EVERETT — The percentage of working-age Snohomish County residents without health insurance dropped by half in the first two years after the federal health care law went into effect, according to a U.S. Census Bureau report.
The uninsured rate dropped from 14.5 to 7 percent between the end of 2013 and the end of 2015.
Snohomish County had plenty of company across the country. The uninsured rate for adults under age 65 decreased in 71.3 percent of the nation’s counties from 2014 to 2015, according to the Census Bureau.
The statistics were released the week after President Trump and Republicans in Congress agreed to withdraw a bill to repeal the Affordable Care Act, better known as Obamacare. There is still talk about trying to come up with different legislation.
Washington state’s rate of working-age uninsured continues to drop, said Stephanie Marquis, a spokeswoman with the state Office of the Insurance Commissioner.
The latest statewide — from 2016 — is 5.8 percent.
The main reason for that is the increasing numbers of childless adults enrolling in a Medicaid expansion program. That number now exceeds 600,000 in the state and 11 million nationwide.
“It is the single biggest driver,” Marquis said.
Roughly 700,000 Washington residents would have lost their health coverage if the Affordable Care Act was repealed, according to state estimates.
How much more the rate of uninsured could decline is hard to predict.
“I think it is possible it could continue to drop, but it is the lowest we have recorded in many years and possibly ever,” Marquis said.
The Census Bureau report also broke down Snohomish County health care coverage into demographics. For instance, working-age women were more likely to have health insurance than men.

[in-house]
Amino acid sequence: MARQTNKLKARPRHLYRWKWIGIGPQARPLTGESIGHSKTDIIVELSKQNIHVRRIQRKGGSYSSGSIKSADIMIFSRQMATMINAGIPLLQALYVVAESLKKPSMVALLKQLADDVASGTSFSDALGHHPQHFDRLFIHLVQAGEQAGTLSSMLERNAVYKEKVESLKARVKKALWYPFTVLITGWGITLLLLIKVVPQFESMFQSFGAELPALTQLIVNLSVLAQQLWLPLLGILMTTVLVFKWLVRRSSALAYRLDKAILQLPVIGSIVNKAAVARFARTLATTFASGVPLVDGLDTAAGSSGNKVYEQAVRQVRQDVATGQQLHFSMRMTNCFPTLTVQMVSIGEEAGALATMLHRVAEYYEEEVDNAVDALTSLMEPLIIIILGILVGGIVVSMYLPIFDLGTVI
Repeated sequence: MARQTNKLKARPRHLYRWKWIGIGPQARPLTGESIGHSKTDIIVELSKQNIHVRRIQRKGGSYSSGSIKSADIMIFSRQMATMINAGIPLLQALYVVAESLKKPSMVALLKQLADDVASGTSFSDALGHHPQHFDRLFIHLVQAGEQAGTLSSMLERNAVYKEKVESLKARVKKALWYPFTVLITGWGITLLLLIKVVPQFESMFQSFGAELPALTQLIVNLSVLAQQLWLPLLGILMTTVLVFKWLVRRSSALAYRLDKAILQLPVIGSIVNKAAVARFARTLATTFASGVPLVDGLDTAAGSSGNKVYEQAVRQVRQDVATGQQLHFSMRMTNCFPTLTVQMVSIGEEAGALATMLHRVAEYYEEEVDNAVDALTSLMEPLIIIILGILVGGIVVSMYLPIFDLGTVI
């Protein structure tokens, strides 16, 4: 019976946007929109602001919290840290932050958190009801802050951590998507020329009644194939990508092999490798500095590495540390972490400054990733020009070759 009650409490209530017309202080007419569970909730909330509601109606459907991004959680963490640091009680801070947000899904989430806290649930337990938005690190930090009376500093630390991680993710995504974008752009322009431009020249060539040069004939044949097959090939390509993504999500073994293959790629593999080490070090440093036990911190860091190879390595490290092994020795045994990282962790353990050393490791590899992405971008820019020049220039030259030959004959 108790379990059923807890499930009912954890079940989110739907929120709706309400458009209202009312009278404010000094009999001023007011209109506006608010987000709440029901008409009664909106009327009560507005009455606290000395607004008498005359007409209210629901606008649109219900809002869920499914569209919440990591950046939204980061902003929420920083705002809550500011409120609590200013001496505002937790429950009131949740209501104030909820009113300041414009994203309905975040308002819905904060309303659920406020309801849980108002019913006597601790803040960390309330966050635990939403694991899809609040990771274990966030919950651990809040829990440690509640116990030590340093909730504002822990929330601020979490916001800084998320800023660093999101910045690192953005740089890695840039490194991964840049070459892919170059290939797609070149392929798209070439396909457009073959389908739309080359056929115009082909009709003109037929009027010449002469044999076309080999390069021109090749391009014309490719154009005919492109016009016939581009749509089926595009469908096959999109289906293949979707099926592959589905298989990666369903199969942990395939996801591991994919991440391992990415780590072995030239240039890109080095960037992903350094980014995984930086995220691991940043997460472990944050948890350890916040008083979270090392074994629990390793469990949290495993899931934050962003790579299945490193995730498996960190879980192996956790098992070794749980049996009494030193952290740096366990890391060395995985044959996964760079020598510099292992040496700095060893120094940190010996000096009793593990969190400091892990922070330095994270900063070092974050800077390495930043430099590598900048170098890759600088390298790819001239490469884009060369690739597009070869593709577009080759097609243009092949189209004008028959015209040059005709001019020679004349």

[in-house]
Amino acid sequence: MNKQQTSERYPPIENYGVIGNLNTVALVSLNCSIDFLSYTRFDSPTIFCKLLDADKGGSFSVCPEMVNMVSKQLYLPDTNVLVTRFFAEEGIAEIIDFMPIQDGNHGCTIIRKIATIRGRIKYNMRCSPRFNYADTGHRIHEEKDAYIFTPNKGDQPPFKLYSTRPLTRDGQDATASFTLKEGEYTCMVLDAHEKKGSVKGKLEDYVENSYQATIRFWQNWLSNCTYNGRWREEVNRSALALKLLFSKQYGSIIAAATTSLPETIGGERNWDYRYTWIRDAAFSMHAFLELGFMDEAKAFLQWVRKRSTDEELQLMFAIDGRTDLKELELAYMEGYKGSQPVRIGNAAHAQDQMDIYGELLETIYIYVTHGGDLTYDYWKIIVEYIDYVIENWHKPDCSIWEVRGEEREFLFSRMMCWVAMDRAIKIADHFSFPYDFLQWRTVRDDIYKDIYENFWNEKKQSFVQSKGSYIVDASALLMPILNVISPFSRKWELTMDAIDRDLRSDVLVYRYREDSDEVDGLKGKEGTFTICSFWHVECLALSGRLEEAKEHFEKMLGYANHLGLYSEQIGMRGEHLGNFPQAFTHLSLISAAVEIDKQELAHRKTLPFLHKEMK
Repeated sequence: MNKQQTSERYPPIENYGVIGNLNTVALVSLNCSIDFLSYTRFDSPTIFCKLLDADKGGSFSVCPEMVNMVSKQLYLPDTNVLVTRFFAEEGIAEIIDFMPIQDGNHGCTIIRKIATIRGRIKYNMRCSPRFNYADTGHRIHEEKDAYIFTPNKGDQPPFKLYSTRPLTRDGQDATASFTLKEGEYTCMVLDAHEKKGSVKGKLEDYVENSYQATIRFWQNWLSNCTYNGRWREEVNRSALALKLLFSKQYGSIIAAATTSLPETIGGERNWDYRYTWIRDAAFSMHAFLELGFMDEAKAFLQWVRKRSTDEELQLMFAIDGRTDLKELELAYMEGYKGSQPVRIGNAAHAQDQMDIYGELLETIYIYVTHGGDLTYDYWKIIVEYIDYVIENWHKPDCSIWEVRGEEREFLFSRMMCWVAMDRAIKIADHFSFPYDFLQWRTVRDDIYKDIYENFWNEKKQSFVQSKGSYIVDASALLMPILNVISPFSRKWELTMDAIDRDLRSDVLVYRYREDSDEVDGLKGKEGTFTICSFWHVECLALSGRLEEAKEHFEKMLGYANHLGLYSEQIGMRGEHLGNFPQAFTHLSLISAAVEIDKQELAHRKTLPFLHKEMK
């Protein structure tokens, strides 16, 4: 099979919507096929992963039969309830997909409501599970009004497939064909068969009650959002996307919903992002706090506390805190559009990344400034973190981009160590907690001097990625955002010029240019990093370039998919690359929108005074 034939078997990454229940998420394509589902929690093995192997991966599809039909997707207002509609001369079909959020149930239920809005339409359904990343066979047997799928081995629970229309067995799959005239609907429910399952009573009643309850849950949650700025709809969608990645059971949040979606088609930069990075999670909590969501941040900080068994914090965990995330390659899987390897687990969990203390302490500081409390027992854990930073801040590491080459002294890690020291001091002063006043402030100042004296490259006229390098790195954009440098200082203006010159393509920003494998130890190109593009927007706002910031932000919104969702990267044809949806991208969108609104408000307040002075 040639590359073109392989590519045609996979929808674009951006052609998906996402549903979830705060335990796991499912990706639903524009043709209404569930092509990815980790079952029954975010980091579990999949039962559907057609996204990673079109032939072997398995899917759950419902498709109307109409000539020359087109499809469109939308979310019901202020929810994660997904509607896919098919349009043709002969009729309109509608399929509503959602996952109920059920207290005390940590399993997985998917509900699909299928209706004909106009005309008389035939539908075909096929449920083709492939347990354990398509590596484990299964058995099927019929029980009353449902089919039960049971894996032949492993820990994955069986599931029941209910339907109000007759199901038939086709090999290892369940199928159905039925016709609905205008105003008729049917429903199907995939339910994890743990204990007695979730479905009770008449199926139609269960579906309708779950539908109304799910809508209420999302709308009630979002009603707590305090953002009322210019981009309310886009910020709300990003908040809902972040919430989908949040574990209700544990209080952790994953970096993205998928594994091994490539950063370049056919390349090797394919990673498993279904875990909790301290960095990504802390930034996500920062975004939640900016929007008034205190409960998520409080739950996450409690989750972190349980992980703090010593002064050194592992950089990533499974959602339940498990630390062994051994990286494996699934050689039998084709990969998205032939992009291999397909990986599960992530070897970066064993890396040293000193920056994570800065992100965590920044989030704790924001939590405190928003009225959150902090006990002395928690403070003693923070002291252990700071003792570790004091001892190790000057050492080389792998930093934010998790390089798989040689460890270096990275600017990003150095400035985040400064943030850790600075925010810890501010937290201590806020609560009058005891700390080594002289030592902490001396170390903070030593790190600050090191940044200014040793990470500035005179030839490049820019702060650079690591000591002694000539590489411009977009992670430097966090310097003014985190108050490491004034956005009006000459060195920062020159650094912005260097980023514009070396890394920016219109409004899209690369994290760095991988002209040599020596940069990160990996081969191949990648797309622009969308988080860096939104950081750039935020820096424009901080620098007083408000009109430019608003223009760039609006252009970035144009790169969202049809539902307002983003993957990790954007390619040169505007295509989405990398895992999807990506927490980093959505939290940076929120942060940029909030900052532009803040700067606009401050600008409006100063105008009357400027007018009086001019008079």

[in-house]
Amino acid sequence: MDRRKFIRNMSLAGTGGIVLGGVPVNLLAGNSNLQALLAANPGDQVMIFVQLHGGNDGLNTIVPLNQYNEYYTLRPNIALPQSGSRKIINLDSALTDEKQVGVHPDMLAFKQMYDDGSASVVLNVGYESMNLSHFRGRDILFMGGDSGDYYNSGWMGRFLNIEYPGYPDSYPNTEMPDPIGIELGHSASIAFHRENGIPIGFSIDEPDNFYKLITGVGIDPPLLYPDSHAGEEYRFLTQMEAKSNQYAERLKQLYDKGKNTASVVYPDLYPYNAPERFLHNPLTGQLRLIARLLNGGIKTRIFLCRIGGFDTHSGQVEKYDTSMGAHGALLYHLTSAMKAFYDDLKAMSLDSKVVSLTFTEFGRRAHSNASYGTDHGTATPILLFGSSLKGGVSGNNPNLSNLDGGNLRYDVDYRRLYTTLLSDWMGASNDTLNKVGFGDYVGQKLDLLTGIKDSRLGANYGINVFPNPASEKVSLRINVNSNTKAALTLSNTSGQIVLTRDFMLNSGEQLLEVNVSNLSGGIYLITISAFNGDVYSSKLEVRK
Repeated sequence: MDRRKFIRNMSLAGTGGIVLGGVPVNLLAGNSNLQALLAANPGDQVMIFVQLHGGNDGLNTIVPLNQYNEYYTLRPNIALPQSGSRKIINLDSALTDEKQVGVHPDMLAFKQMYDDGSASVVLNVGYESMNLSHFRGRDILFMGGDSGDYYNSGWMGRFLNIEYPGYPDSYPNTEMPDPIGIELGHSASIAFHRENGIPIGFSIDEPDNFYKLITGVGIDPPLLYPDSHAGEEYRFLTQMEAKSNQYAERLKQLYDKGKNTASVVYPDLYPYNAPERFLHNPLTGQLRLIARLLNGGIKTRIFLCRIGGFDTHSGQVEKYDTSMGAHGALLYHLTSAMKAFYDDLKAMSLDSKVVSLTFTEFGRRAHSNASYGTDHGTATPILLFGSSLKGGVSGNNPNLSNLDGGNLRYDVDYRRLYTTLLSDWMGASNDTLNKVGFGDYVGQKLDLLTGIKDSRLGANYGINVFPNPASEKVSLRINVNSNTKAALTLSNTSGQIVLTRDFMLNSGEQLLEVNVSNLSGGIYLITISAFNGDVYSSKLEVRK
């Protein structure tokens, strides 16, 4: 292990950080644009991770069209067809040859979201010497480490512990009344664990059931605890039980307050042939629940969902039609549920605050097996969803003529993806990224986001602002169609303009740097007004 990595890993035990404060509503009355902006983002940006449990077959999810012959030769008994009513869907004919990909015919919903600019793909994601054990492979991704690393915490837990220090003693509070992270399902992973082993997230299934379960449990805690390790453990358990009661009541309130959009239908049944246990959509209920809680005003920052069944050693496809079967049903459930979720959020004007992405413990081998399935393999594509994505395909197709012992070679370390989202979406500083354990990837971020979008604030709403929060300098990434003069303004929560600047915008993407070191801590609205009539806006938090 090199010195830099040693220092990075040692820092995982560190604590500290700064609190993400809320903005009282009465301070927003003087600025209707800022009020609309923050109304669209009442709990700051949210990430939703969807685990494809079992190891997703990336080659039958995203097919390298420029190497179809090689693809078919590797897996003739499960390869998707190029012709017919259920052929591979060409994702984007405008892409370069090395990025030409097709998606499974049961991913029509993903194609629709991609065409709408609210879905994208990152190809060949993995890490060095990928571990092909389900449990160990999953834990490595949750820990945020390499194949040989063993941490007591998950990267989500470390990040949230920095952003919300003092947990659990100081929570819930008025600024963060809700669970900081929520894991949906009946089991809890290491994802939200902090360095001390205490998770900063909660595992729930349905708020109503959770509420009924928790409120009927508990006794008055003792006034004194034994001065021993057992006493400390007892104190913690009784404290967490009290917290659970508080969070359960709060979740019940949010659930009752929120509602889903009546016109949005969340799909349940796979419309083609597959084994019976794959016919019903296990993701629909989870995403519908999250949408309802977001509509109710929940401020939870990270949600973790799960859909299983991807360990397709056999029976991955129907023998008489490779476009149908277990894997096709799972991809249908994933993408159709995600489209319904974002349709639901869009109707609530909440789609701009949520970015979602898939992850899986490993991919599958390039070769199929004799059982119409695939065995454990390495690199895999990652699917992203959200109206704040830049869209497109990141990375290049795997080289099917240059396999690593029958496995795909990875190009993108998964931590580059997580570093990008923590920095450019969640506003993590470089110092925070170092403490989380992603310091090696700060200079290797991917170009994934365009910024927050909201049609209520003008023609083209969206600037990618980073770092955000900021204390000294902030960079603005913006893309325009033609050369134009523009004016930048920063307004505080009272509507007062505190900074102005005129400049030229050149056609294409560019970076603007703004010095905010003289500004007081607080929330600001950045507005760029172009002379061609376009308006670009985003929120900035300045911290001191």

The percentage of uninsured low-income working-age adults dropped from 18.6 percent in 2013 to 9.6 percent at the end of 2015.
The Community Health Center of Snohomish County accepts patients with and without insurance. It has seen the number of uninsured patients it serves decline from 36 percent in December 2013 to 25 percent in January 2017. At the same time, the number of patients with Medicaid coverage rose from 53 percent to 63 percent.
“As more patients become insured, less burden is upon them to think about medical costs and co-pays, which allows them to seek medical and-or dental care more frequently resulting (in) improvements to their overall health,” said Jessica Ro, a spokeswoman for the Community Health Center.
The center has had to hire more staff to assist with its growing patient load.
The nonpartisan Congressional Budget Office projected that an average of about 244 million Americans under age 65 had health insurance in 2016. Almost two-thirds had coverage through an employer, and about a quarter were enrolled in Medicaid or the Children’s Health Insurance Program.
A smaller number had non-group coverage purchased through or outside one of the health insurance marketplaces established under Obamacare, through coverage that was provided by Medicare, or other sources.
An estimated 27 million Americans under age 65 were uninsured in 2016.
Eric Stevick: 425-339-3446; email@example.com.
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